WELCOME TO CHARLES RUSSELL SPEECHLYS.
We would like to place strictly necessary cookies and performance cookies on your computer to improve our website service.
Otherwise, we'll assume you are OK to continue. Please close this message
Recent changes to UK and EU law combined with parallel G8, G20 and OECD measures mean that the beneficial owners of certain companies may need to accept the reality of possible unwanted public scrutiny.
Reacting to legitimate concerns about tax evasion, money laundering and the funding of terrorism, the UK Government has helped to make “transparency” about the beneficial ownership of companies an international priority.
Under the UK’s presidency at the Lough Erne Conference in June 2013, the G8 countries committed to implementing the Financial Action Task Force’s standards on corporate ownership transparency, and to require companies to obtain and hold information about their ultimate beneficial owners. They agreed that “some basic company information should be publicly available”. The G20 countries have agreed to similar “high-level principles”. Other international measures such as the US’s FATCA regime and the OECD’s forthcoming Common Reporting Standard will also increase the amount of personal data being collected by government agencies, raising data security concerns.
Similarly, the European Parliament has just introduced the Fourth Money Laundering Directive, which will require EU Member States to introduce beneficial ownership registers for companies incorporated in their respective jurisdictions. These registers will not necessarily be public but will be available to government authorities, banks, and others with a “legitimate interest” in their contents.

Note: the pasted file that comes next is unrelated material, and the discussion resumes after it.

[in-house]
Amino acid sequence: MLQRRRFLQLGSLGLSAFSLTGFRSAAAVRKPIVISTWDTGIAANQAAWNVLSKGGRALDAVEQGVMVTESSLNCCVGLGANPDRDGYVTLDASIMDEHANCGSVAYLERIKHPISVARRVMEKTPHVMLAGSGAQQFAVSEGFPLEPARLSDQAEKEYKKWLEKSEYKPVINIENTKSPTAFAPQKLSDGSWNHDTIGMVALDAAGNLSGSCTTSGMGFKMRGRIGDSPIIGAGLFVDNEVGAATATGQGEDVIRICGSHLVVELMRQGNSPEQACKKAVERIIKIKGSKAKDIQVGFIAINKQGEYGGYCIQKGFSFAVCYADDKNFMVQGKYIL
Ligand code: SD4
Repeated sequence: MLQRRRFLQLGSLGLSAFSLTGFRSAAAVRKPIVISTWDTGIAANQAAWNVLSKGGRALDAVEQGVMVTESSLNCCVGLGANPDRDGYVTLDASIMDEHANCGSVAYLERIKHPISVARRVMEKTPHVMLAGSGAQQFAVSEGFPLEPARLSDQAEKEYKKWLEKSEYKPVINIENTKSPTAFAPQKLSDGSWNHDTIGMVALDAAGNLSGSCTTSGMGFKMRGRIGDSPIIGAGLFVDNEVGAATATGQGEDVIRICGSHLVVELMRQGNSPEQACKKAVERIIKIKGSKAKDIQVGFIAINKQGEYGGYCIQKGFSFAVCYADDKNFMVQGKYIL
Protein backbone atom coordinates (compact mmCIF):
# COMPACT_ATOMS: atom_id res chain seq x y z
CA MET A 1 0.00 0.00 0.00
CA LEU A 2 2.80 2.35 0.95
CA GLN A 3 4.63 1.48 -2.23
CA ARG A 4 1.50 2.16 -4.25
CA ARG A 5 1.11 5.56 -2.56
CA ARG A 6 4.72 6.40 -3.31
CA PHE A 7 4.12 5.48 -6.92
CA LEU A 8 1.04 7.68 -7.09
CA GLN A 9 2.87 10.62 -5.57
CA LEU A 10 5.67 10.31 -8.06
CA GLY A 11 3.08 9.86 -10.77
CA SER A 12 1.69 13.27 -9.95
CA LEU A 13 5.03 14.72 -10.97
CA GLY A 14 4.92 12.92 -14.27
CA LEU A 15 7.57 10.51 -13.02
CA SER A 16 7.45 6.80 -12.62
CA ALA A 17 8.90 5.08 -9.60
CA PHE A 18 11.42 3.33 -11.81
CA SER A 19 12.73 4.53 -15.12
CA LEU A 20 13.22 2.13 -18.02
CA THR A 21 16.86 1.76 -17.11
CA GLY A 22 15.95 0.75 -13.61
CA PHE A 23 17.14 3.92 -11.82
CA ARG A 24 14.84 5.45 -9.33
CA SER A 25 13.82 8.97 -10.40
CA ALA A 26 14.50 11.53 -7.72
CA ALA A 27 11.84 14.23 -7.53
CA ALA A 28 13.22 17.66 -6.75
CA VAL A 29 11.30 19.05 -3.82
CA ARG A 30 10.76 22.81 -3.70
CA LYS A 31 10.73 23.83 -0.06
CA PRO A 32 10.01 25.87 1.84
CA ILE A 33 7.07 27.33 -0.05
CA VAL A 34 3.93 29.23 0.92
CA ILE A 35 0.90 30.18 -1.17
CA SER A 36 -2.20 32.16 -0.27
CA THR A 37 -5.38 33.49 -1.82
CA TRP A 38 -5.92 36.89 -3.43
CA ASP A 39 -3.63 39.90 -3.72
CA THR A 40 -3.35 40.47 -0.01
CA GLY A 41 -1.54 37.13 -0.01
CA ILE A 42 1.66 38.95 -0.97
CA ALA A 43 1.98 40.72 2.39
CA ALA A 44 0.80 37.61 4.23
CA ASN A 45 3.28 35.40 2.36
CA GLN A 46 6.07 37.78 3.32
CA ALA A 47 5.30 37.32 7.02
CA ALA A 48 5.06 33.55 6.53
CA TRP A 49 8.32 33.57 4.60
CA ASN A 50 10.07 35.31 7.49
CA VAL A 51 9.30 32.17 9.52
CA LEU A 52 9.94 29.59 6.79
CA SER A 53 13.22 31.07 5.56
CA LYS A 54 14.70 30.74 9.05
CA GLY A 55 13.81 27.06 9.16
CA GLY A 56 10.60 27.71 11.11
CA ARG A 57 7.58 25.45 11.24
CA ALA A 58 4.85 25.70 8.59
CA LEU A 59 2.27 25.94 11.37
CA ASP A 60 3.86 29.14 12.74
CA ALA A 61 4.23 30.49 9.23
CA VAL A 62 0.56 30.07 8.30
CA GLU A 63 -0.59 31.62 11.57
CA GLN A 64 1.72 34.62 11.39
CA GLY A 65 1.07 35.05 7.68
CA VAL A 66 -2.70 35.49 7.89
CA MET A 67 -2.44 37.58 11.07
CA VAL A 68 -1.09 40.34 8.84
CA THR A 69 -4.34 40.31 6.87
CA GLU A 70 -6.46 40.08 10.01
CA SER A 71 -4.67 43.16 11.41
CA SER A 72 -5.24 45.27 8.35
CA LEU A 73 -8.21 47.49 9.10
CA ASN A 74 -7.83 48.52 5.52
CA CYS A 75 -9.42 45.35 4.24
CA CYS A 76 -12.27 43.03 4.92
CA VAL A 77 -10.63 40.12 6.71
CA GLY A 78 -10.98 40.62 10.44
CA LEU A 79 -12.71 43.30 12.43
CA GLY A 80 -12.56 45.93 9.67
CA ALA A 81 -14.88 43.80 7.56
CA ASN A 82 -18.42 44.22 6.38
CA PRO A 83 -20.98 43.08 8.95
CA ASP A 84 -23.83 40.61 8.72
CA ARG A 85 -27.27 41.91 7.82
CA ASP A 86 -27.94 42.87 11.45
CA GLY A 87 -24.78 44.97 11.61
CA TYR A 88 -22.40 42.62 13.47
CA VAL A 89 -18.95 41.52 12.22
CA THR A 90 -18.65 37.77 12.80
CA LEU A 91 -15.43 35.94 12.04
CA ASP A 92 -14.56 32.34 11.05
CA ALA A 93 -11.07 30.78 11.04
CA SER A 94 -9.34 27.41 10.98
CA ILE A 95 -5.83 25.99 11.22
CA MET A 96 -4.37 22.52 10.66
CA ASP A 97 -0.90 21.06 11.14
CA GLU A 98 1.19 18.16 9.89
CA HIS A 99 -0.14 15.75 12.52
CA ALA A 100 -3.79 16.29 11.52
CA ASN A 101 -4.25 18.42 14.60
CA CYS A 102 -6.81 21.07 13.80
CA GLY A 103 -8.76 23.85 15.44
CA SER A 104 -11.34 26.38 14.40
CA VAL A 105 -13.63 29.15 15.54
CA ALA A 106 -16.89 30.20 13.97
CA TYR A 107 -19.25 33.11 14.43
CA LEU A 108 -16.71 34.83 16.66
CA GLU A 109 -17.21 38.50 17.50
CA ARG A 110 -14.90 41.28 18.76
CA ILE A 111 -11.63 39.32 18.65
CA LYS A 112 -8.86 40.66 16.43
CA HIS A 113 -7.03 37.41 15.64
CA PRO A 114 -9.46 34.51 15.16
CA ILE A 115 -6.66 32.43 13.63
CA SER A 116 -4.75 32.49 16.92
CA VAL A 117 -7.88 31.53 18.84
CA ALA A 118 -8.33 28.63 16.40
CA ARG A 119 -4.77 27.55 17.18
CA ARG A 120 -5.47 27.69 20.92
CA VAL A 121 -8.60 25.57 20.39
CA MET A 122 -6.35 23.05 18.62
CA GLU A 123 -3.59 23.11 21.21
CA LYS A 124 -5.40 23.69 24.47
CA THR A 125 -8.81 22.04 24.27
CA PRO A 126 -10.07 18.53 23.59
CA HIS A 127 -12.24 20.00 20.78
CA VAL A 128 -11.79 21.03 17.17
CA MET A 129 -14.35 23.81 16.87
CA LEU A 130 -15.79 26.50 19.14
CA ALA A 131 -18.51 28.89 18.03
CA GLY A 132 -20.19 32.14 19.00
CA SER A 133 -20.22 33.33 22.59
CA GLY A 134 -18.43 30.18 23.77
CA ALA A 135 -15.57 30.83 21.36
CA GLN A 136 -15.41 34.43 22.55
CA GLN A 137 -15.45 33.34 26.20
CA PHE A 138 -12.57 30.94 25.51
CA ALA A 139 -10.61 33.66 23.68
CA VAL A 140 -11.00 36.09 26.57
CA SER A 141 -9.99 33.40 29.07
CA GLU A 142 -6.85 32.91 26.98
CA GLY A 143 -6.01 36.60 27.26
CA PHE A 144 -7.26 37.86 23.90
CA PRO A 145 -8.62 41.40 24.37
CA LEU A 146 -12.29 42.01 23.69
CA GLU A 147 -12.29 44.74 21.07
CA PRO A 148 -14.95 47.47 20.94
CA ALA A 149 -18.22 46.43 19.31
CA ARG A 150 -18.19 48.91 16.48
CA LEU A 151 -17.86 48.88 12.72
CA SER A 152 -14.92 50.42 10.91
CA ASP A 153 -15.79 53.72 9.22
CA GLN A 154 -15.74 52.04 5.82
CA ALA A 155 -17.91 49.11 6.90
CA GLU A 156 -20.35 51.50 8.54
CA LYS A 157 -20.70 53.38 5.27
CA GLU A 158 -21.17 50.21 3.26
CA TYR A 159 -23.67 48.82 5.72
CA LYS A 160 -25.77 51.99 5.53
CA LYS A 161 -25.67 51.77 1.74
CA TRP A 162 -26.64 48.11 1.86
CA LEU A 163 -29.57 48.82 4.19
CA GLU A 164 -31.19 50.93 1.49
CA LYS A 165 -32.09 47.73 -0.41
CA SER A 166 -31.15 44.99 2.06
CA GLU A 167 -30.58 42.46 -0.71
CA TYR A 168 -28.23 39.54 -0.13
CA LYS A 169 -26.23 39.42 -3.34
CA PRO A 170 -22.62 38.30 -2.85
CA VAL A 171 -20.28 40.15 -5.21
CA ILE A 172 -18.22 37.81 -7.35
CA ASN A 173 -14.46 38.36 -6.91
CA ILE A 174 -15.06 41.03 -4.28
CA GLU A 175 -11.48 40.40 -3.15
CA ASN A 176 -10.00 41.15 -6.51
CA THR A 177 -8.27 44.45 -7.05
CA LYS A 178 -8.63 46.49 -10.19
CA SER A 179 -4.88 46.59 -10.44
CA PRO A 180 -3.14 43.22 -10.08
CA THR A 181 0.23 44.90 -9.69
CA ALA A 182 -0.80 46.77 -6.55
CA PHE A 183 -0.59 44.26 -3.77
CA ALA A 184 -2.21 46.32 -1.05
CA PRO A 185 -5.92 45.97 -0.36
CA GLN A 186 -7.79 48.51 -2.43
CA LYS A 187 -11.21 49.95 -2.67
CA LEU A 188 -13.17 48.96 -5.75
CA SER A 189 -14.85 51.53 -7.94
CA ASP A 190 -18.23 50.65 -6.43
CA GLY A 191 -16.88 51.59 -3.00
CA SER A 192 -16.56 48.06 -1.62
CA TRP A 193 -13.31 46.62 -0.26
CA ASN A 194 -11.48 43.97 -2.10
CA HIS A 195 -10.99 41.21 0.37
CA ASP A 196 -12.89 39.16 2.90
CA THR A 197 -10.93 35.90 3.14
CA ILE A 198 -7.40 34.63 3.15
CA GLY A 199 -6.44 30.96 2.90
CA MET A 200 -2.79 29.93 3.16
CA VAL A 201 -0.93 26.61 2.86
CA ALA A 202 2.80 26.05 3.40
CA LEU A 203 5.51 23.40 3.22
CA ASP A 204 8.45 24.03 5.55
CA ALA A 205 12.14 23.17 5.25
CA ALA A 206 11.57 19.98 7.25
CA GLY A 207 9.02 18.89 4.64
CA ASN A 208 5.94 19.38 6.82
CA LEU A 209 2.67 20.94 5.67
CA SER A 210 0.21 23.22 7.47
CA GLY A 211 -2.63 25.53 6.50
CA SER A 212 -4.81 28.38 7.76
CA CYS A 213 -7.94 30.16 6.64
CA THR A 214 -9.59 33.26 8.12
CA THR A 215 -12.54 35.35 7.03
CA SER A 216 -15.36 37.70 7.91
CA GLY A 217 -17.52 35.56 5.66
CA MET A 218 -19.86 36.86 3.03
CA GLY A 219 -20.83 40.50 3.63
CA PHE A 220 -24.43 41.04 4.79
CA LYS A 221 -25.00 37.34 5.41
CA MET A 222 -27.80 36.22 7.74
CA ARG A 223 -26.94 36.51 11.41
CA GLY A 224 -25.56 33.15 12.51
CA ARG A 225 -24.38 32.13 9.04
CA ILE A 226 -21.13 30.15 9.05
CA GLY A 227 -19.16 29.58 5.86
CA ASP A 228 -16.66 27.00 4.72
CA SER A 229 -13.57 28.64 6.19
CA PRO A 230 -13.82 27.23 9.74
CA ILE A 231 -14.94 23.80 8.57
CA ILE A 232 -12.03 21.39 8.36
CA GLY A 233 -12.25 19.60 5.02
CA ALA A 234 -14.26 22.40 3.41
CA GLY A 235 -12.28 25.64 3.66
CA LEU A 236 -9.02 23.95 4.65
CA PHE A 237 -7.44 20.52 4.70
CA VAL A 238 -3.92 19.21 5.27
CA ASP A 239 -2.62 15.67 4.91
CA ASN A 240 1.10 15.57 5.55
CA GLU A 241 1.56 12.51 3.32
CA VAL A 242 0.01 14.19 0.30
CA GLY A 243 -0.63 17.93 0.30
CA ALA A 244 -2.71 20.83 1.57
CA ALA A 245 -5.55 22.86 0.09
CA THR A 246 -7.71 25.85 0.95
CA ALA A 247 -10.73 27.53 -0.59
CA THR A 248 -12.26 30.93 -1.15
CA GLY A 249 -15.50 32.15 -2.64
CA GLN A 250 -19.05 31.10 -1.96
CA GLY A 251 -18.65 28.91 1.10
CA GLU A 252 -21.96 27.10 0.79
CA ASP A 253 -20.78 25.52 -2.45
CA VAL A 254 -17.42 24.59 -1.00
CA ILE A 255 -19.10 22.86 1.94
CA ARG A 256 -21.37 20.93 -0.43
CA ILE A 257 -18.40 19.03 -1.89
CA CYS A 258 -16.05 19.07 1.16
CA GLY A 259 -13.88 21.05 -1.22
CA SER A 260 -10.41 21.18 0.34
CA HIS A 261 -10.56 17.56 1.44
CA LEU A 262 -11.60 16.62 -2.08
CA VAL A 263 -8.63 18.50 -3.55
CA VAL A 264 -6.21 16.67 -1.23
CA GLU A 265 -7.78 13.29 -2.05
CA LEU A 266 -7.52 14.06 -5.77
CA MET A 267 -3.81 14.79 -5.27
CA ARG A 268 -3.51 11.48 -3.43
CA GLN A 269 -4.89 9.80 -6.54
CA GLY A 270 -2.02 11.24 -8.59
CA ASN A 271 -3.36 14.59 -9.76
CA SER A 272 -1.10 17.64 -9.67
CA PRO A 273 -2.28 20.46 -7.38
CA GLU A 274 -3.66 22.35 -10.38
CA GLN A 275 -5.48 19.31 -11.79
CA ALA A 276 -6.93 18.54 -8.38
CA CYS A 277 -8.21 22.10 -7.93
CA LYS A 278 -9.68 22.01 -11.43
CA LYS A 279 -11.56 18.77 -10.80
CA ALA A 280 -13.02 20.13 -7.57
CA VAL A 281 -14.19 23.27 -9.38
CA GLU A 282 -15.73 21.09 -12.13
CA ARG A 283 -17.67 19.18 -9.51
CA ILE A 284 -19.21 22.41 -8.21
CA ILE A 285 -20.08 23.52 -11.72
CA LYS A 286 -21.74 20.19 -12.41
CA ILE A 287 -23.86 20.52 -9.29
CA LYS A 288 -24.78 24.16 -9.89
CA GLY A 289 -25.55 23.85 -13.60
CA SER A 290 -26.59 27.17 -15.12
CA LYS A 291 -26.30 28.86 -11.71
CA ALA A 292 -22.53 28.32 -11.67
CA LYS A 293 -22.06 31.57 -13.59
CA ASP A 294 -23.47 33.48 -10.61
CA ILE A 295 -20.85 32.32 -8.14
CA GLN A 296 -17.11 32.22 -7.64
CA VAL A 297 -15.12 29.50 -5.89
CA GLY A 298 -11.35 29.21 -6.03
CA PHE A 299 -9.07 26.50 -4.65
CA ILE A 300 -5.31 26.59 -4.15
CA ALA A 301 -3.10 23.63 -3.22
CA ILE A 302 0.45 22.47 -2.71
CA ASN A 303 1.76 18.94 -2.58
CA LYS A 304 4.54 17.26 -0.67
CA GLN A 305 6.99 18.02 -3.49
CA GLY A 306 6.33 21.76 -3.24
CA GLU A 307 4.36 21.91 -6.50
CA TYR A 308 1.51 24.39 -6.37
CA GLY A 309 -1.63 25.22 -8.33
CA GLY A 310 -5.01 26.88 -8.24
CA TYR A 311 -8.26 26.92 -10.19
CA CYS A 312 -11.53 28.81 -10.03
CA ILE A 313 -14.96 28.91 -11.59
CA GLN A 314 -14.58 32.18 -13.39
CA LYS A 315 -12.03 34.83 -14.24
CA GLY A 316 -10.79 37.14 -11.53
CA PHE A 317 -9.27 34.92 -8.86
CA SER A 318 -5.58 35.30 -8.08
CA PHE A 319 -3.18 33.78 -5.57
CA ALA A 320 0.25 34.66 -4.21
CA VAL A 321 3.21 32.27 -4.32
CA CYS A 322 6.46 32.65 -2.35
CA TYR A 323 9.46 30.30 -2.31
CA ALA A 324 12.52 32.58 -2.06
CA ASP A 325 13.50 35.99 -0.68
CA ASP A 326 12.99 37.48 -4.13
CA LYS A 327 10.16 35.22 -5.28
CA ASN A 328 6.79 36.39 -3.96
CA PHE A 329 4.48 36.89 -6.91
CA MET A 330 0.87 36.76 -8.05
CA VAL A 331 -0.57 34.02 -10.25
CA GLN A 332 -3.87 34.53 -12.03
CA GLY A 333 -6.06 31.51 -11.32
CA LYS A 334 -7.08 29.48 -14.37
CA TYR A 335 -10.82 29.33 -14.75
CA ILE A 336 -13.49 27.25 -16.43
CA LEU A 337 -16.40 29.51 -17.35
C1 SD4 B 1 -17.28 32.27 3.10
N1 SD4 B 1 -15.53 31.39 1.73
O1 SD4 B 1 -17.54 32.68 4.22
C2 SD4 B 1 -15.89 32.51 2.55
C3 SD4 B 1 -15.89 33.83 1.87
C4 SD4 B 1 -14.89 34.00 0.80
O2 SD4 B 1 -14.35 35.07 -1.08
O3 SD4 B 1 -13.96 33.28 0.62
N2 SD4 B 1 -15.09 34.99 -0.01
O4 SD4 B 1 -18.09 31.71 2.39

The UK has gone further and plans to introduce, together with a number of other wide-ranging measures, a full, publicly accessible, register of the details of the beneficial owners of companies (but not partnerships, including LLPs) which are incorporated in the UK.
From January 2016, UK companies incorporated under the Companies Acts will be required to obtain and hold a register of all persons who exercise “significant control” over the company. A person will be a “person with significant control” (or “PSC”) if he or she, directly or indirectly:
UK companies will be required to register the personal details of such PSCs with Companies House by April 2016 for inclusion in the public register.
Some individuals have expressed surprise that the Government is so concerned with introducing a public beneficial ownership register for UK companies, on the basis that very few (if any) UK companies are used to evade tax.
Individuals have historically put in place corporate structures for a number of reasons. Family Investment Companies are used as a kind of fund for holding family assets, allowing value to be passed down the generations without wealth being dissipated. It is of course true that companies can be used to ensure the privacy of individuals and to protect the confidentiality of their personal affairs. But there are often entirely legitimate reasons for this - in extreme cases, an individuals' personal security could be at risk if his or her overall net worth were made public. It should not be forgotten that any company or individual which fails to pay the correct amount of UK tax can rightly face criminal sanctions.
Depending on the circumstances, and notwithstanding the new UK rules, it may still be possible to have the benefits of corporate structures without the obligation to disclose information about beneficial ownership on a publicly available register. Furthermore, such companies can be tax resident either in the UK or overseas as circumstances require.
This article was written by James Austen, first published on 1 June with updates on 12 June. For more information, please contact James on +44 (0)20 7427 4547 or email@example.com.